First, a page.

I Wish I Could be with Jesus in the Garden

When I was in college, a friend of mine had to go to the hospital in the middle of the night. He was in a ton of emotional pain due to the loss of a family member in Iraq and it was manifesting physically. It was really tough to watch. I put him in my car and drove him to the emergency room. We got there after midnight, and it was almost 1am by the time he was admitted. My friend laid down on the hospital cot, writhing in pain and weeping. The doctors and nurses checked in from time to time, but there wasn't a lot they could do. I sat beside him in a cheap plastic chair. I didn't do much. I just waited. At the time, I felt completely helpless. Looking back, I'm so glad I was there. At least my friend didn't have to be alone.

I wish I could be in the Garden with Jesus the night before He gave His life for the world. I've never thought about this before. In fact, 99.999% of the time, my thoughts about Jesus are almost exclusively about how He can come through for me. But that night in the garden, Jesus was reaching out in a manner that is stunningly human .


The Long Night Before the Darkest Day

Then Jesus went with them to the olive grove called Gethsemane, and he said, “Sit here while I go over there to pray.” ... he became anguished and distressed. He told them, “My soul is crushed with grief to the point of death. Stay here and keep watch with me.”

He went on a little farther and bowed with his face to the ground, praying, “My Father! If it is possible, let this cup of suffering be taken away from me. Yet I want your will to be done, not mine.”

Then he returned to the disciples and found them asleep. He said to Peter, “Couldn’t you watch with me even one hour? Keep watch and pray, so that you will not give in to temptation. For the spirit is willing, but the body is weak!
— Matthew 26:36-41

I don't think I can truly fathom the dramatic stakes I'm seeing in this passage. As a believer in the Gospel, my entire future rests on these few moments in the garden. Jesus, the author and founder of the faith, is admitting that He's feeling deeply conflicted. Prophecy states that Christ's sacrifice was a certainty. The narrative truth of this passage points to a struggle. The world is in the balance. The future hope of all mankind is at stake. The Garden of Gethsemane is so extraordinarily profound. I'm convinced that the following day the Romans would crucify Jesus's body, but that night in the garden, Jesus crucified the will of His flesh.  



I believe that in his humanity, Jesus hated loneliness just like anyone else. Earlier that night He even references the moment when the disciples would begin to scatter.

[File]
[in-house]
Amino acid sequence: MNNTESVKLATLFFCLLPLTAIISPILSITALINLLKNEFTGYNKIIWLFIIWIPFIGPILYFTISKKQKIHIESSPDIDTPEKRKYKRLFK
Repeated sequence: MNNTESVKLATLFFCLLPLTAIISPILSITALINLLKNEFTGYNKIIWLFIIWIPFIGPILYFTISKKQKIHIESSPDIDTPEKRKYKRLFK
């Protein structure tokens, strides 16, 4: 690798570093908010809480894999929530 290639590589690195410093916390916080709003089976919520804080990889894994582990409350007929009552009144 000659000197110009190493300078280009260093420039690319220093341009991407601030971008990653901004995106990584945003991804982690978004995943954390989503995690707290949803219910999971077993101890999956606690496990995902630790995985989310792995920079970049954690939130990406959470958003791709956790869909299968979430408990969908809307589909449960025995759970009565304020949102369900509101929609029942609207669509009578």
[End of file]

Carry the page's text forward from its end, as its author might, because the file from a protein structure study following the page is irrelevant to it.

Behold, the hour is coming, indeed it has come, when you will be scattered, each to his own home, and will leave me alone. Yet I am not alone, for the Father is with me.
— John 16:32

Have you ever been left by someone you love? For three years, Jesus has been with these guys. He's poured into their lives. They've witnessed countless miracles. These men seen Him at his best. They've seen him struggle. They have soldiered together through one of the most intense spiritual battles in human history. There is a deep intimacy that has been formed through all of this. And Jesus knows that one is going to betray Him, one is going to deny Him, and all of them are going to scatter. It's like a gut punch.

In this admission, Jesus is extraordinarily vulnerable. You're going to leave me, but I won't be left alone. Jesus is empowered by the knowledge that the presence of the Father is a constant source of strength, power, and life.  And yet....... in the darkest moment on the cross, even that would be taken. During earth's ugliest hours Jesus would know absolute and total loneliness. He would experience the most excruciating despair.

At noon, darkness fell across the whole land until three o’clock. 46 At about three o’clock, Jesus called out with a loud voice, “Eli, Eli, lema sabachthani?” which means “My God, my God, why have you abandoned me?

It's more than dramatic irony. It's explicit tragedy. "Yet I am not alone, for the Father is with me...My God, my God, why have you abandoned me?" God gave His life for all mankind, but Jesus the person felt the pain. His pain is the source of my peace. How can I handle that thought? What am I supposed to do with all of that grace?

The garden calls me back to the point of this life. My calling isn't to earn my own salvation. The garden reminds me I'm always falling short and the work of Christ is too complete. The garden reminds me that God made people in His own image in order to pursue a relationship with them. The garden reminds me just how far He was willing to go and how much He was willing to give.

If I could go back in time, I would sit beside Jesus in the garden. I wouldn't have anything to say. I would just want Him to know that I finally get it. If He wants me that badly, then I want Him. The truth is, I can't go back in time. I can't meet Jesus in the garden...but I can give Him today. I guess I'll just have to start with that.


For me it was in the garden
He prayed: Not My will, but Thine.
He had no tears for His own griefs,
But sweat drops of blood for mine.

O how marvelous! O how wonderful!
And my song shall ever be:
O how marvelous! O how wonderful!
Is my Savior’s love for me!
— I Stand Amazed in the Presence, Charles H. Gabriel
Aaron is the pastor of Spring of Life, a new church in Portland, Oregon. He's the owner of Amplify Creative.